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Future Hindsight is a weekly podcast that aims to spark civic engagement through in-depth conversations with citizen changemakers. American democracy is a living, breathing mechanism whose well-being deserves to be cultivated and protected, and now more than ever, the need to be an engaged citizen is critical. We explore how each of us has the power to shape our society and fulfill our shared civic responsibility.

Nov 16, 2019

Protecting our Elections

Most Americans take for granted that our elections will be free and fair. However, this would not be the case without the rigorous efforts of dedicated non-profits, citizens, and volunteers. Organizations like the Lawyers’ Committee work year-round to protect our elections from internal interference using a variety of tools such as a voter hotline (866-OUR-VOTE), digital outreach, physical field programs, and litigation when states enact unfair or discriminatory voting practices. Legitimate elections are the result of passionate citizens and organized civic engagement.

Attacks on Democratic Infrastructure

The Lawyers’ Committee started its Election Protection program in 2002 in order to combat increasing attacks on election infrastructure at national and state levels. The most notable of these attacks was the 2013 Shelby County v. Holder Supreme Court Case, which struck down a key portion of the Voting Rights Act that had required districts with a history of voter discrimination to seek federal authorization for any changes in voting laws or procedures. Since then, 14 states have instituted new voting restrictions, and more than 1,000 polling locations have closed around the country. Restrictions like this make it harder for many to vote, alienating them and corroding the foundation of our democracy.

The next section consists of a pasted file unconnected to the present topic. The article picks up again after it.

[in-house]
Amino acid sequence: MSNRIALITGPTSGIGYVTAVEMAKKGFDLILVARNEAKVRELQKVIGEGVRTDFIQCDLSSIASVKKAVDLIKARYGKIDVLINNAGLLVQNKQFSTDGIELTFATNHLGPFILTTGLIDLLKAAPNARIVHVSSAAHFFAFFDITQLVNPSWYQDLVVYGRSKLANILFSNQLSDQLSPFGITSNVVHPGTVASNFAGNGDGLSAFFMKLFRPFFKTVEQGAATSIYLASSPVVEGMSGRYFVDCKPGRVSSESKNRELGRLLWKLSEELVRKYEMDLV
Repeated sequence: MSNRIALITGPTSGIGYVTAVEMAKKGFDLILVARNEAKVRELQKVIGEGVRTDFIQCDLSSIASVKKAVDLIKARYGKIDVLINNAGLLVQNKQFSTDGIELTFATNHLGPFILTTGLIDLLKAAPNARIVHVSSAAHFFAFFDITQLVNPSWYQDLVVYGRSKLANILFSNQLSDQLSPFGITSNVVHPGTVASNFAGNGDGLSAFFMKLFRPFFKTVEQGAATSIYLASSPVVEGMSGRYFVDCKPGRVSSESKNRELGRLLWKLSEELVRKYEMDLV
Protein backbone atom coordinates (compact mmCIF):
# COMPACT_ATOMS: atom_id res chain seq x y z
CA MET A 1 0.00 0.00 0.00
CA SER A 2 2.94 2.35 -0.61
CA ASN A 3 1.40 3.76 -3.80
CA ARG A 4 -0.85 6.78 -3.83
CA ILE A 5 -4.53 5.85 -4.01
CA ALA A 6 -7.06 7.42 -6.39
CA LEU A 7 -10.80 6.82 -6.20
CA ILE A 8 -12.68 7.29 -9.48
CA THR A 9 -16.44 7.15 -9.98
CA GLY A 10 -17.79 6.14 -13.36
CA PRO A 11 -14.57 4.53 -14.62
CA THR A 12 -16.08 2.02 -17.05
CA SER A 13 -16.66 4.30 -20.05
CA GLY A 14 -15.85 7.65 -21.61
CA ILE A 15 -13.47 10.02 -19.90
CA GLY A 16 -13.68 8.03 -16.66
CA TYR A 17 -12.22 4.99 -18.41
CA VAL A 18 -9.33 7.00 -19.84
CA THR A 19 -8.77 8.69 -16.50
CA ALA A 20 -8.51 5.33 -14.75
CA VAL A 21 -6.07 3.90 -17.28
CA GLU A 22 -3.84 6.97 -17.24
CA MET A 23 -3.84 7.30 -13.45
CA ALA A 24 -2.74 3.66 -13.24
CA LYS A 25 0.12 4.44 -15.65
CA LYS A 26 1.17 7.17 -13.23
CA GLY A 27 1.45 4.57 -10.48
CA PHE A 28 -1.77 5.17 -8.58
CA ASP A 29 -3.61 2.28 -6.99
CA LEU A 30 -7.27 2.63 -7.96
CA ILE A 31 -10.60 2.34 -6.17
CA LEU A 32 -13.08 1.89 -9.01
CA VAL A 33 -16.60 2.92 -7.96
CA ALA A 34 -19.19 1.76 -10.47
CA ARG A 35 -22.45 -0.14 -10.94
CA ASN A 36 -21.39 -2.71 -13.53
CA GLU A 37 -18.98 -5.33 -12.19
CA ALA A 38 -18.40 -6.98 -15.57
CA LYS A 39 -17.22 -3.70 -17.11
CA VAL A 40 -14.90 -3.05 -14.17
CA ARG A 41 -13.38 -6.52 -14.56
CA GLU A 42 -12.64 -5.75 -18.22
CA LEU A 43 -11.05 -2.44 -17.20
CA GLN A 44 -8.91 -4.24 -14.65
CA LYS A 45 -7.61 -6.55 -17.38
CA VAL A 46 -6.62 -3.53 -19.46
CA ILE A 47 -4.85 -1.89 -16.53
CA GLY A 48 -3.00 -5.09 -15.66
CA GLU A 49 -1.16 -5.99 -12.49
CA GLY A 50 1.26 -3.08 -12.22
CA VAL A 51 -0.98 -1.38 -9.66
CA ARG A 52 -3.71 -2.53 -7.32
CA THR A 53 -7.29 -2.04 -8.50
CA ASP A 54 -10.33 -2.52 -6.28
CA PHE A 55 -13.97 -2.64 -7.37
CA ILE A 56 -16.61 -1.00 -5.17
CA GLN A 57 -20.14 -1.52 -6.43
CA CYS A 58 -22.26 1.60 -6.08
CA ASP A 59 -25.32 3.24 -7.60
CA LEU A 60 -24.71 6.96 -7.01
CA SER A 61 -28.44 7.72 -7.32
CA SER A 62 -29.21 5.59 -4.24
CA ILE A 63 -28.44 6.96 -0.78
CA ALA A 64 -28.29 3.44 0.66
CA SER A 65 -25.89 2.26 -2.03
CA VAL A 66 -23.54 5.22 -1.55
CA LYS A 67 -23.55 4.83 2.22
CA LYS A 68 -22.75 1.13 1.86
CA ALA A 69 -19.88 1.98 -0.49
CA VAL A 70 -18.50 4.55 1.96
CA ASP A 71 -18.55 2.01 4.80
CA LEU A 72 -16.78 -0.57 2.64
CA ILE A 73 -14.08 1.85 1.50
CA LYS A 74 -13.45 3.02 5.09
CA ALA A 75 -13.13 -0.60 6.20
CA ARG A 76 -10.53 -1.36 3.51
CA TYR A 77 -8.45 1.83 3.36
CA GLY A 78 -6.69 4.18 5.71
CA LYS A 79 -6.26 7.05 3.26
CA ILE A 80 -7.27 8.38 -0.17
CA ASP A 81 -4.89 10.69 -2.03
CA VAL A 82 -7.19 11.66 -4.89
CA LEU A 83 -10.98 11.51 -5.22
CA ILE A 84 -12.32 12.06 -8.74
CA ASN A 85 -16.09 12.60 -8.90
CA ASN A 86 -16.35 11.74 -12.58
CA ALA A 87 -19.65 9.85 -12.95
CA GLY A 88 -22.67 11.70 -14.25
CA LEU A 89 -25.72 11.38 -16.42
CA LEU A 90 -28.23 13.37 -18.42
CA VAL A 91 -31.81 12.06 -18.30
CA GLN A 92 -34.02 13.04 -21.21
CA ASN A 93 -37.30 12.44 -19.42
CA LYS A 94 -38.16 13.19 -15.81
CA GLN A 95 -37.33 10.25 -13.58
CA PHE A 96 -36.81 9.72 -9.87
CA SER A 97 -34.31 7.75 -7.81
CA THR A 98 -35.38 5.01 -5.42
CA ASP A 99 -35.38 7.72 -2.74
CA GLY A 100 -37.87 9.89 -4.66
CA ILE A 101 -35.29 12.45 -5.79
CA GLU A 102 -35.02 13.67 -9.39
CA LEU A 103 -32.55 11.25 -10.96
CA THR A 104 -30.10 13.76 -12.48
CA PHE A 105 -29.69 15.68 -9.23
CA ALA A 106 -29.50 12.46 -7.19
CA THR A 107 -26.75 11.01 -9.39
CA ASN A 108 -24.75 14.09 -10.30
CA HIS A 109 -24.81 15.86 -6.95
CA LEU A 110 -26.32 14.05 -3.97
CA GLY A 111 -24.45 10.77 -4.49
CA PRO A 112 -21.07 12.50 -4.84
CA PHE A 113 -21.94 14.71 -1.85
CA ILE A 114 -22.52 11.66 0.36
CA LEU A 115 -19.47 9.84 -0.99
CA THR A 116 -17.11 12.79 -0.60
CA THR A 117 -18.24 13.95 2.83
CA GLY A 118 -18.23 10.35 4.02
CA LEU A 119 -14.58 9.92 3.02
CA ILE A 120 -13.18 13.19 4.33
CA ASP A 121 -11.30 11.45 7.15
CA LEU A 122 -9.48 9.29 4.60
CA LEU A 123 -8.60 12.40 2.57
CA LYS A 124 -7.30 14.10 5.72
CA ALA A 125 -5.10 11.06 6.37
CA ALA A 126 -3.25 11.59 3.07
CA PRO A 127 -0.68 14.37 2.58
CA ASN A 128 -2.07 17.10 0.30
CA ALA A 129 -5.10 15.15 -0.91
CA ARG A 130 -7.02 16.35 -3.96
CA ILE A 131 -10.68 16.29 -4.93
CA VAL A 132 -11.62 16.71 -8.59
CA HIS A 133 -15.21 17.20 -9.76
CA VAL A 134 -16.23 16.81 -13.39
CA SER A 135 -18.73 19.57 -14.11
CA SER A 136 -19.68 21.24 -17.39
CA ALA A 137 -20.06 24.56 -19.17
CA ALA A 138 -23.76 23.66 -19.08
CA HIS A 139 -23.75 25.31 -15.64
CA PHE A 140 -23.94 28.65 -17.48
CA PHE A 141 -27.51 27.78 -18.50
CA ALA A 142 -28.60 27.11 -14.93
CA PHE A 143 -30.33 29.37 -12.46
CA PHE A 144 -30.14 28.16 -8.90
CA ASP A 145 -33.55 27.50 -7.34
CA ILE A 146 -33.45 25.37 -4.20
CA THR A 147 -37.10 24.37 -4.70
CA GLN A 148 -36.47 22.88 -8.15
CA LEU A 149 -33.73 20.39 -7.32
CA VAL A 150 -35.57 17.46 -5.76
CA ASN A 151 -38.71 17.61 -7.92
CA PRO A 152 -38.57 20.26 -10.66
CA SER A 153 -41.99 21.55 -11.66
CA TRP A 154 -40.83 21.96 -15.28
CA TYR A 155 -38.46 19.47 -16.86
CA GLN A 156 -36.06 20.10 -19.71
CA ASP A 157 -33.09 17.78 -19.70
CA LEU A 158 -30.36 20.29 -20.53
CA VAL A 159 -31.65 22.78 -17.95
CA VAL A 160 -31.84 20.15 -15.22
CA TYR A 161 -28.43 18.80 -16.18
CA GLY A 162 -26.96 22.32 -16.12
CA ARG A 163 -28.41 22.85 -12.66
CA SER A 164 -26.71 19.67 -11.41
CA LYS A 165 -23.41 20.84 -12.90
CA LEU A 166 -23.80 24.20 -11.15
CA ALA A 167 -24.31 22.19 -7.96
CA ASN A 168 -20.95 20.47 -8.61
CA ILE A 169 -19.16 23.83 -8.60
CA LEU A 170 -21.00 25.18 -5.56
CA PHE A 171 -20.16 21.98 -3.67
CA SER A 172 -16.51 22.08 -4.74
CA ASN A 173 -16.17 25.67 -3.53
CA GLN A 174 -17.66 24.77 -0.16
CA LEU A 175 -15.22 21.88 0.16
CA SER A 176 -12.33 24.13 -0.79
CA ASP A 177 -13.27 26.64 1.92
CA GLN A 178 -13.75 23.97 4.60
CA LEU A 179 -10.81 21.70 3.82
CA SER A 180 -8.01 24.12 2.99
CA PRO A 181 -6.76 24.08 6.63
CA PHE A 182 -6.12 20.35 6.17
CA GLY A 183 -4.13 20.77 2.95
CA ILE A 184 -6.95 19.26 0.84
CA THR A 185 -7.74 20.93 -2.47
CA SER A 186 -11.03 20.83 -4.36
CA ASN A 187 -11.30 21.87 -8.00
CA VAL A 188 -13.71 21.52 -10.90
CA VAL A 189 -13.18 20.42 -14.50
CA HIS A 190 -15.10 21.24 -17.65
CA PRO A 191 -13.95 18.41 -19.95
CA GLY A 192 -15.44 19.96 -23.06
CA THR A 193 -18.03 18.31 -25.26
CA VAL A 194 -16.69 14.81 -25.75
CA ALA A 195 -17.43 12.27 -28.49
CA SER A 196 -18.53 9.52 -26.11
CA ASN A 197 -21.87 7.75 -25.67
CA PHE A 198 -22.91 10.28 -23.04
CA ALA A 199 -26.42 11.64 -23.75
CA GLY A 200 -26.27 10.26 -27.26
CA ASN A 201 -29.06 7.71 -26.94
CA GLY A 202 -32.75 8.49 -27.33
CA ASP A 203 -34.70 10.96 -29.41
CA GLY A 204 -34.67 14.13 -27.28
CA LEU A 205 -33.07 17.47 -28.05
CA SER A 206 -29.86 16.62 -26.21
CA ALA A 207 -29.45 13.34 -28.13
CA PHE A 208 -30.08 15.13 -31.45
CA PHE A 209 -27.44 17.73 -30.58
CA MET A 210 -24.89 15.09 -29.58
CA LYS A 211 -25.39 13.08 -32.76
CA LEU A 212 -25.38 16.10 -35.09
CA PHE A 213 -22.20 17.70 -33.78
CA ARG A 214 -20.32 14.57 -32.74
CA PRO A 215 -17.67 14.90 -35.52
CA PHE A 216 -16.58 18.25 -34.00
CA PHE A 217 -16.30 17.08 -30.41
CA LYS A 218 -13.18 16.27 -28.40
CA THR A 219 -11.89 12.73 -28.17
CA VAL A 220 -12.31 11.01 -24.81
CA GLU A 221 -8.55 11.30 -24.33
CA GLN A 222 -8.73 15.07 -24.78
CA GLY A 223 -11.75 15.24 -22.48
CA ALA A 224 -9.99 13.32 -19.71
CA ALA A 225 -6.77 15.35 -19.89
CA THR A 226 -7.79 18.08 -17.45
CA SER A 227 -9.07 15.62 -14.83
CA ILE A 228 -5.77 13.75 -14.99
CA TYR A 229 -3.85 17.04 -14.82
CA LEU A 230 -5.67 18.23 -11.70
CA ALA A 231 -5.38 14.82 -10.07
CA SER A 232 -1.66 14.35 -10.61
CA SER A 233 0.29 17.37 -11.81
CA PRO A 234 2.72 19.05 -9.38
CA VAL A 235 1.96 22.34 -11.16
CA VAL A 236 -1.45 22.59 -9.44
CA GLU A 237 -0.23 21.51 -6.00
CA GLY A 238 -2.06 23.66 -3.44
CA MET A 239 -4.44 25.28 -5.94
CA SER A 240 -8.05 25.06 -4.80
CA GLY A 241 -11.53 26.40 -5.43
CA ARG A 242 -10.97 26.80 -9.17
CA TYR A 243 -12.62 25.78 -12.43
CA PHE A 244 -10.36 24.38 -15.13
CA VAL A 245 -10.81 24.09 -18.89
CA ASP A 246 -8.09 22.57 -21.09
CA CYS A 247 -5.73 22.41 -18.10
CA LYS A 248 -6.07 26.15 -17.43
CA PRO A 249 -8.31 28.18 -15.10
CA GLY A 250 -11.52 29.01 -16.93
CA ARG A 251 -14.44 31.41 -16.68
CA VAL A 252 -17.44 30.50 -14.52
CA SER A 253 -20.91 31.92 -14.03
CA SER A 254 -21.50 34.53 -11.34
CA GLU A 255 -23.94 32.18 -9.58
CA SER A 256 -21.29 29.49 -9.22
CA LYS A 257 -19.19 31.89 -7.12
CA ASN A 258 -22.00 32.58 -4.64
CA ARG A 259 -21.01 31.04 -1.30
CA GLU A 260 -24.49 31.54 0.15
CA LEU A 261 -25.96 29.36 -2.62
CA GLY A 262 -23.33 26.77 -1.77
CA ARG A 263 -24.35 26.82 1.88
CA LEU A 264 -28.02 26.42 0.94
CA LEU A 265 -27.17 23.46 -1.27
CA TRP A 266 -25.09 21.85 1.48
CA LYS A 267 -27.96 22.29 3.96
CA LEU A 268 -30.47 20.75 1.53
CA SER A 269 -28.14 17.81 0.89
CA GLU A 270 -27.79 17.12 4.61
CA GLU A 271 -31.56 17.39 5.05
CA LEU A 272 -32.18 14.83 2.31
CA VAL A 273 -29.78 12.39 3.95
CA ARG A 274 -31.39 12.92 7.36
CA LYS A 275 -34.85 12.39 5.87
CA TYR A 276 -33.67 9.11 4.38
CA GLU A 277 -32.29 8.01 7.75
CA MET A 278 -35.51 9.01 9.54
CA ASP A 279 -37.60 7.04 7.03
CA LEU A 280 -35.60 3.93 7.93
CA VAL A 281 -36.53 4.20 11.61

Restrictions and Interpretations

New laws—like Texas’s former voter ID law that banned student IDs, but allowed concealed carry permits—are not the only way states can suppress voting. Some states simply interpret existing laws in a new way. The National Voter Registration Act contains a list maintenance provision on how to remove voters who have moved or died, which some states have interpreted as a way to aggressively purge voters who still live in the jurisdiction. In Husted v. Philip Randolph Institute, the Supreme Court ruled that Ohio is allowed to purge voters who have not voted in two years and have not responded to a change of residence notice. Election protection challenges voter suppression in new laws as well as unfair interpretations of existing ones. 

Find out more:

Marcia Johnson-Blanco is the co-Director of the Lawyers’ Committee’s Voting Rights Project. She manages the Project’s programmatic and advocacy portfolios, and also leads the Election Protection Program. The program was started in 2002 to combat voter suppression and disenfranchisement, which includes tools such as the voter hotline (866-OUR-VOTE), on-site election protection services, and litigation against discriminatory laws and tactics.

Johnson-Blanco is a widely-recognized voting rights leader, and served as the deputy director of the National Commission on the Voting Rights Act in 2005. She holds degrees from Georgetown and Villanova, and serves as a taskforce co-chair at the US Human Rights Network.

You can follow her on Twitter @mfjblanco, and the Election Protection program @866OURVOTE.